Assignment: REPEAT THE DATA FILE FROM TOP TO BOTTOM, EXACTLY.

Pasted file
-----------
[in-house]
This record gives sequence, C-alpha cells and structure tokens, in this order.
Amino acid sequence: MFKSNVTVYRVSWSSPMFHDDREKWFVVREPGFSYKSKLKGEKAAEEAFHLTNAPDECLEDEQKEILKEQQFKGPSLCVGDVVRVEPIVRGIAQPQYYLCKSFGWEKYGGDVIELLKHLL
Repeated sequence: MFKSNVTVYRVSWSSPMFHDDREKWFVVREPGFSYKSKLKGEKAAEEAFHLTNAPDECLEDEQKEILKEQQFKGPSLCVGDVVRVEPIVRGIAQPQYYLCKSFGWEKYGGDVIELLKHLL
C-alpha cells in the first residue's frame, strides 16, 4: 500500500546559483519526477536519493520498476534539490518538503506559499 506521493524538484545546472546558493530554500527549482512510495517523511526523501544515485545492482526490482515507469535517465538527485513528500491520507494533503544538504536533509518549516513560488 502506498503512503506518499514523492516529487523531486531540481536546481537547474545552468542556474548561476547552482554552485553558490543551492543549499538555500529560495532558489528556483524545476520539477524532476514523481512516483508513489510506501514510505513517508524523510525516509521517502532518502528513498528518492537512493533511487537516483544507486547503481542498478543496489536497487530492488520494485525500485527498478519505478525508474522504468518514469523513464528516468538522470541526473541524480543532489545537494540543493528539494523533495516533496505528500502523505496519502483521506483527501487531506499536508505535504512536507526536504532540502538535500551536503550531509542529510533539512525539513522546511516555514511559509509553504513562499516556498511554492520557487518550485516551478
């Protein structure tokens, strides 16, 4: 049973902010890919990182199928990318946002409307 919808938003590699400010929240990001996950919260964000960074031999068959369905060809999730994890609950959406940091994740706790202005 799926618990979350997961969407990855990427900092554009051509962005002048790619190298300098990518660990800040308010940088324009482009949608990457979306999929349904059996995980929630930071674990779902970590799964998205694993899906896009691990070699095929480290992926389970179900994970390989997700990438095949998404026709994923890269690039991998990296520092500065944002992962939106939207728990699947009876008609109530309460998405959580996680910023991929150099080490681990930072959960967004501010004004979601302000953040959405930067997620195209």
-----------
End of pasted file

[in-house]
This record gives sequence, C-alpha cells and structure tokens, in this order.
Amino acid sequence: MFKSNVTVYRVSWSSPMFHDDREKWFVVREPGFSYKSKLKGEKAAEEAFHLTNAPDECLEDEQKEILKEQQFKGPSLCVGDVVRVEPIVRGIAQPQYYLCKSFGWEKYGGDVIELLKHLL
Repeated sequence: MFKSNVTVYRVSWSSPMFHDDREKWFVVREPGFSYKSKLKGEKAAEEAFHLTNAPDECLEDEQKEILKEQQFKGPSLCVGDVVRVEPIVRGIAQPQYYLCKSFGWEKYGGDVIELLKHLL
C-alpha cells in the first residue's frame, strides 16, 4: 500500500546559483519526477536519493520498476534539490518538503506559499 506521493524538484545546472546558493530554500527549482512510495517523511526523501544515485545492482526490482515507469535517465538527485513528500491520507494533503544538504536533509518549516513560488 502506498503512503506518499514523492516529487523531486531540481536546481537547474545552468542556474548561476547552482554552485553558490543551492543549499538555500529560495532558489528556483524545476520539477524532476514523481512516483508513489510506501514510505513517508524523510525516509521517502532518502528513498528518492537512493533511487537516483544507486547503481542498478543496489536497487530492488520494485525500485527498478519505478525508474522504468518514469523513464528516468538522470541526473541524480543532489545537494540543493528539494523533495516533496505528500502523505496519502483521506483527501487531506499536508505535504512536507526536504532540502538535500551536503550531509542529510533539512525539513522546511516555514511559509509553504513562499516556498511554492520557487518550485516551478
């Protein structure tokens, strides 16, 4: 049973902010890919990182199928990318946002409307 919808938003590699400010929240990001996950919260964000960074031999068959369905060809999730994890609950959406940091994740706790202005 799926618990979350997961969407990855990427900092554009051509962005002048790619190298300098990518660990800040308010940088324009482009949608990457979306999929349904059996995980929630930071674990779902970590799964998205694993899906896009691990070699095929480290992926389970179900994970390989997700990438095949998404026709994923890269690039991998990296520092500065944002992962939106939207728990699947009876008609109530309460998405959580996680910023991929150099080490681990930072959960967004501010004004979601302000953040959405930067997620195209």